Hell Is For Children: The Unspeakable Horrors of ‘Salem’s Lot
“If a fear cannot be articulated, it can’t be conquered. And the fears locked in small brains are much too large to pass through the orifice of the mouth.”
For those who love Bram Stoker’s Dracula novel, who have read it numerous times, and who delight in seeing the finer, frequently overlooked details within its frightening pages brought to life in various TV and movie adaptations, Stephen King’s ‘Salem’s Lot is for you.
The author admits that devising a way for Dracula to exist in contemporary times – in this case, 1975 – was part of his inspiration for the novel, and it’s obvious in his prose that he loves Stoker’s original text. That feeling of dread (in the truest definition of the word, i.e., “terror and apprehension”) is omnipresent when reading Dracula and it is evoked in nearly every page of ‘Salem’s Lot.
The sick feeling you get when you know something bad is going to happen but you read it anyway, the sensation of mild nausea and heart palpitations when the words on the page can only hint at the real horrors of what is being described and your imagination fills in the rest, that is what suffuses the entirety of ‘Salem’s Lot. It’s not just the threat of Straker or Barlow (who is the actual vampire); it’s the way that everything in the town shifts seismically, yet with such awful subtlety. Nothing is what is appears to be and what it truly is defies belief. Believing only means it’s too late.
My dread of ‘Salem’s Lot began over a decade ago, in one of those pre-Buzzfeed listicles about the scariest scenes in horror (and other) movies. The image of young, pajama-clad, vampiric Danny Glick, scratching on a second-story bedroom window filled me with an overwhelming fear and it was the kind of thing I would think about late at night. Still, I never watched the TV movies or read the book.
My hesitation hearkened back to a fear I had as a child. I lived in a camel-back house, where two bedrooms were attached to the back of the house by a stairwell. Underneath me there was a den and half bathroom, well beyond the first-floor bedroom where my parents slept. My older stepsister occupied one of the second-story bedrooms for a few years but when she left, I was faced with the awful task of passing the empty room, the giant mirror on my mother’s old dresser facing the door, potentially revealing things behind me that I didn’t want to see.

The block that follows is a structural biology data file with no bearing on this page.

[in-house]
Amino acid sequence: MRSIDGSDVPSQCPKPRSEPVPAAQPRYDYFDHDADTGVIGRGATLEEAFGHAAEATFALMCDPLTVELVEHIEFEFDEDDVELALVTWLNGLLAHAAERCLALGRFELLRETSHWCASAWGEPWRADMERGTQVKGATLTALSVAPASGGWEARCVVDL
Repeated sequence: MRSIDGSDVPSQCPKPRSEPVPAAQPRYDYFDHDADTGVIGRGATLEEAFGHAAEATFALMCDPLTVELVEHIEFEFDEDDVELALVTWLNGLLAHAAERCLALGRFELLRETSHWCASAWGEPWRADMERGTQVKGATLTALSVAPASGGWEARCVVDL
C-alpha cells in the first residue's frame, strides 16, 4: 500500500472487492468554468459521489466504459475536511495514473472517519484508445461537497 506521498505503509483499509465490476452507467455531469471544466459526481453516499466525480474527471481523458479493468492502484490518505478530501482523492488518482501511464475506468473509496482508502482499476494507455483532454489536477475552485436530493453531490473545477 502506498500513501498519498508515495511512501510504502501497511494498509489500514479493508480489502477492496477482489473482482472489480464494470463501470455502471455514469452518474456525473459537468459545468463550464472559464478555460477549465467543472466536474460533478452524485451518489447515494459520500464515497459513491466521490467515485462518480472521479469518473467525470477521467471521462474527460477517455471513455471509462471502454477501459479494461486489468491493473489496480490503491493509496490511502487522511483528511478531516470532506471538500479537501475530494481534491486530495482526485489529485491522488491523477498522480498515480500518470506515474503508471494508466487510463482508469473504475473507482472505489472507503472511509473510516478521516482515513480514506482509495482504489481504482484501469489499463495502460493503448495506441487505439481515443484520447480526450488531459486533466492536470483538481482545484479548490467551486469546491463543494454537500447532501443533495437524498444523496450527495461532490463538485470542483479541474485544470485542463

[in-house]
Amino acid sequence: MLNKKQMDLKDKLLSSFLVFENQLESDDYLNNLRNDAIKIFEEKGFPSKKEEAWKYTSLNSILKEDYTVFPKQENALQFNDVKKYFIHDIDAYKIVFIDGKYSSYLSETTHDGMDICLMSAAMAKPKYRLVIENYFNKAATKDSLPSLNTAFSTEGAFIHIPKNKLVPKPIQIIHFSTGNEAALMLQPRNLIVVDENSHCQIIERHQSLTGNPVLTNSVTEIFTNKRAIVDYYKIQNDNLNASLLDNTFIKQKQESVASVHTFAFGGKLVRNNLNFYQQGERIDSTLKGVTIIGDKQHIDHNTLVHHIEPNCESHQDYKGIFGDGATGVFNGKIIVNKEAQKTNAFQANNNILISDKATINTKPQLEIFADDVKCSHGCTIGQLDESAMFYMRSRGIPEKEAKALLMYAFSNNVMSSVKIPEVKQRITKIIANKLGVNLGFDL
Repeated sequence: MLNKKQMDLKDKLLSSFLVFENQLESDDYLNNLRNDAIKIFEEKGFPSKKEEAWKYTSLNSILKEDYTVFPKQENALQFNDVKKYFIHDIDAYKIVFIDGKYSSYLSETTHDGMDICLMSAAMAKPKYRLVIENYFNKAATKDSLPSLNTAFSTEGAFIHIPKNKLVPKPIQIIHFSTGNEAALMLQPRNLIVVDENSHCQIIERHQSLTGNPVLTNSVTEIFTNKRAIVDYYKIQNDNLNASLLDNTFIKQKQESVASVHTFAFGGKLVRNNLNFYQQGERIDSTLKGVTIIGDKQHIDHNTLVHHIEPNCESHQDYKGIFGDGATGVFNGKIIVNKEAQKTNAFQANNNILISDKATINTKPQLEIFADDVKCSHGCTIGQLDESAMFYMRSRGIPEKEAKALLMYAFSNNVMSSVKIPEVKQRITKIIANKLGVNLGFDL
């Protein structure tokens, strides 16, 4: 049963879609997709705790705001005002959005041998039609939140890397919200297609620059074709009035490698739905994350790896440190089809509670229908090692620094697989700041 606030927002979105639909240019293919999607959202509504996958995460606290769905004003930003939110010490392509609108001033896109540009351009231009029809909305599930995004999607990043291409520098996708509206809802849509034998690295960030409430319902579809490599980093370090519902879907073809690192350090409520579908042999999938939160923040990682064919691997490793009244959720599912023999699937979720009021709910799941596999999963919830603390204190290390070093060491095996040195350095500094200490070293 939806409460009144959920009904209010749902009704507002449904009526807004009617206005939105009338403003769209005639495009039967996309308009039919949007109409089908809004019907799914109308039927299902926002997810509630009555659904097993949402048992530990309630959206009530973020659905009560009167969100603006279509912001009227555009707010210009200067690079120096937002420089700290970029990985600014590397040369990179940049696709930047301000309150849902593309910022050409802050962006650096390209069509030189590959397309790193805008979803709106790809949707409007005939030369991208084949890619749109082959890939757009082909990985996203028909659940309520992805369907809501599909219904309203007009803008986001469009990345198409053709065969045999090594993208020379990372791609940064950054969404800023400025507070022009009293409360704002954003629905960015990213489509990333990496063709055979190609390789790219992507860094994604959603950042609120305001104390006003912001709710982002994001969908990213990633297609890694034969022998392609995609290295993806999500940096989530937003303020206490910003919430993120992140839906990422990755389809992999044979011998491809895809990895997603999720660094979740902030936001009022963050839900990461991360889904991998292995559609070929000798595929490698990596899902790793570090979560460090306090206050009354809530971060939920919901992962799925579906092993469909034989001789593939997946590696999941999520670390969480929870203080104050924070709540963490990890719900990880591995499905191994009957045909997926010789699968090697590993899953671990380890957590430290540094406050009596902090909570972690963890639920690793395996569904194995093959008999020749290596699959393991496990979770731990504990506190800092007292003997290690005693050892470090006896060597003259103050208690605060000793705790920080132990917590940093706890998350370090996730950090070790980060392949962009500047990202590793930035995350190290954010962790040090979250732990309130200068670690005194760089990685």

My terrible insomnia ensured that I couldn’t sleep with my back facing my windows and that I definitely could not sleep if the curtains on those windows were open. What if someone or something was looking at me through those windows? ‘Salem’s Lot was published when I was four and the miniseries came out in 1979. At eight years old, I didn’t know either existed. Thank the gods.
Having only seen (and just last year) the Tobe Hooper TV adaptation of ‘Salem’s Lot, I then became curious as to how it reflected King’s text. I’d read Stephen King novels in high school – specifically, Misery and The Shining – and they both scared the hell out of me, the latter so much so that I slept with my lights on and my back to the wall for at least a week. ‘Salem’s Lot didn’t elicit that same kind of fear; this was more of that sickening dread, that all-encompassing feeling that something was very, very wrong in the world of ‘Salem’s Lot and that it would never again be right, and that something like this could so easily happen now and be neither noticed nor believed.
Blowing through the novel in just a few days, I was shocked at how afterwards I once again had that creeping sensation on the back of my neck when I turned away from my bedroom window, once again on the second floor. Having lived alone in single-story, ground floor houses in my twenties and thirties, I was happy to live in a place where no one could break a window and climb in, pick a lock and creep across the living room towards my bedroom, where every sound might have been a prowler and not just an errant raccoon or curious neighborhood cat.
Now I live in a building with a security guard and which requires a fob to enter the lobby. Better still I’m at the end of the hallway and I have a dog who would bark like crazy if anyone tried to enter uninvited. Nothing can get to me now. Except maybe Danny Glick.
“They were pallid compared to the fears every child lies cheek and jowl with in his dark bed, with no one to confess to in hopes of perfect understanding but another child. There is no group therapy or psychiatry or community social services for the child who must cope with the thing under the bed or in the cellar every night, the thing which leers and capers and threatens just beyond the point where vision will reach. The same lonely battle must be fought night after night and the only cure is the eventual ossification of the imaginary faculties, and this is called adulthood.”